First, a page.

Like the movie Four Weddings and a Funeral, Marc Schuster’s The Grievers blends the post-juvenile humor of adults refusing to grow up with aching pathos and biting touches of genius. By the final memorial service for Billy Chin, the reader knows everything is bound to go wrong, and that somehow it will all turn out right. We’re reading. We trust the writer and driver of this tale. And dysfunctional Charley’s finally taking the wheel.
A satisfying story on many different levels, The Grievers starts with a phone call from Billy’s mother, telling Charley his old school friend has killed himself. Meanwhile Charley is killing his hopes and his marriage with neglect. And “working at a bank” means dressing in a shiny foam dollar sign to wave at drivers from the grass.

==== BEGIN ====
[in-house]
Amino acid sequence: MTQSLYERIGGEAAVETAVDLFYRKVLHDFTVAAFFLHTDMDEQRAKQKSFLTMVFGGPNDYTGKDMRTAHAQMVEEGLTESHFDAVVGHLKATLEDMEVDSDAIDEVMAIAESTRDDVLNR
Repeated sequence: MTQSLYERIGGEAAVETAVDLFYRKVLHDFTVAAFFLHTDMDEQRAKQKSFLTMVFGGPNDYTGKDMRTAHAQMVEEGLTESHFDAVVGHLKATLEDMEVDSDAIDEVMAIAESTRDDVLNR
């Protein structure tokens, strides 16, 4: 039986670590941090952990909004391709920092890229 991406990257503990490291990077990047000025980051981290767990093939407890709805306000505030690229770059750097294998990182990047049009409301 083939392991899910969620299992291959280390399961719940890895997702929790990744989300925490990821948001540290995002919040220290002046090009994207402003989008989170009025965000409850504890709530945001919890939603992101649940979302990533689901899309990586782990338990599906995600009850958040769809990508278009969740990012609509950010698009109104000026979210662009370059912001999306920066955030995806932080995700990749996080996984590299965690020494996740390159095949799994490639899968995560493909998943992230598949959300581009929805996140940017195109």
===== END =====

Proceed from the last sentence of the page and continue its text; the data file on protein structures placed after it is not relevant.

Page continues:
If you think this sounds depressing, you just have to wait for Charley to lose his footing when the sprinklers come on. Or listen to his friend quote Marx brothers movies. Or ride along on a failed intervention when another friend falls off the rails. Comedy travels hand in hand with tragedy in this novel, neither any further away than the next page, but both singing in tune.
In soaps the dead can rise again, saved by mistaken identity. In real life, true identity might be revealed in the mourning process. Billy’s death just might help Charley finally recognize himself. And the Henry Avenue Bridge in Philadelphia might reveal a different view when Charley learns to follow the road.
Disclosure: I received a free bound galley of this novel from the Permanent Press in exchange for my honest review.
Title: The Grievers
Author: Marc Schuster
Publisher: The Permanent Press
Publication date: May 2012